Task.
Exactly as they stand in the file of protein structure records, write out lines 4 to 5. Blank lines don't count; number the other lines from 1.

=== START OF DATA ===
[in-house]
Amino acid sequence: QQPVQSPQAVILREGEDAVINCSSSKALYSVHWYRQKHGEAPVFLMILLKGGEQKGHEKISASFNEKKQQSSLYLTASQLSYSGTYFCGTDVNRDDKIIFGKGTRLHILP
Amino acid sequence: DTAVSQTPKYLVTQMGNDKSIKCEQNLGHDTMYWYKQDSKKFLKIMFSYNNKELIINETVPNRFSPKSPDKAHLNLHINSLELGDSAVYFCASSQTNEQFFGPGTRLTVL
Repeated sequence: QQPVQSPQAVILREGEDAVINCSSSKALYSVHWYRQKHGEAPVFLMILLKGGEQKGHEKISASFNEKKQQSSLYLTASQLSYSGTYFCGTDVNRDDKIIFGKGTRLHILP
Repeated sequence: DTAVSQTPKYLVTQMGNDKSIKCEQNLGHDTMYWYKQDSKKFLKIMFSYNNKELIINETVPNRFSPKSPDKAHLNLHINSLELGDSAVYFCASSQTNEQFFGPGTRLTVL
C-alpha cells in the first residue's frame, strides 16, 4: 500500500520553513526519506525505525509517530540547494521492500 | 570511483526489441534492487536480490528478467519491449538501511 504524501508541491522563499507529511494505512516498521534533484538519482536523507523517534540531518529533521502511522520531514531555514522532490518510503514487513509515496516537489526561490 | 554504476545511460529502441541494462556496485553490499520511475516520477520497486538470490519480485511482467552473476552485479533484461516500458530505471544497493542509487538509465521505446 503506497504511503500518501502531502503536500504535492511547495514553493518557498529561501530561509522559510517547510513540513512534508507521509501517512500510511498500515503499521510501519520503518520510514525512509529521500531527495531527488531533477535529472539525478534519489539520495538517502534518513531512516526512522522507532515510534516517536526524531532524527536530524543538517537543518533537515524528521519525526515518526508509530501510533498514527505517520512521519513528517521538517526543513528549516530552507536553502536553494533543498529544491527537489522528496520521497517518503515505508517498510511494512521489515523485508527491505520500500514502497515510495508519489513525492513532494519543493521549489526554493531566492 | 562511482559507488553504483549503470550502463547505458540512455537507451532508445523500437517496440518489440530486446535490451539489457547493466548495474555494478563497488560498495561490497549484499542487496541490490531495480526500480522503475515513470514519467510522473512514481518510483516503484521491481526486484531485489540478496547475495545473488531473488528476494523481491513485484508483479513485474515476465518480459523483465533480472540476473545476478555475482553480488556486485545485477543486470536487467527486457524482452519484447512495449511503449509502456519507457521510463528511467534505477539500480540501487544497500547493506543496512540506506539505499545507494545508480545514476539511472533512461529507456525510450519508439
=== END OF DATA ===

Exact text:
Repeated sequence: QQPVQSPQAVILREGEDAVINCSSSKALYSVHWYRQKHGEAPVFLMILLKGGEQKGHEKISASFNEKKQQSSLYLTASQLSYSGTYFCGTDVNRDDKIIFGKGTRLHILP
Repeated sequence: DTAVSQTPKYLVTQMGNDKSIKCEQNLGHDTMYWYKQDSKKFLKIMFSYNNKELIINETVPNRFSPKSPDKAHLNLHINSLELGDSAVYFCASSQTNEQFFGPGTRLTVL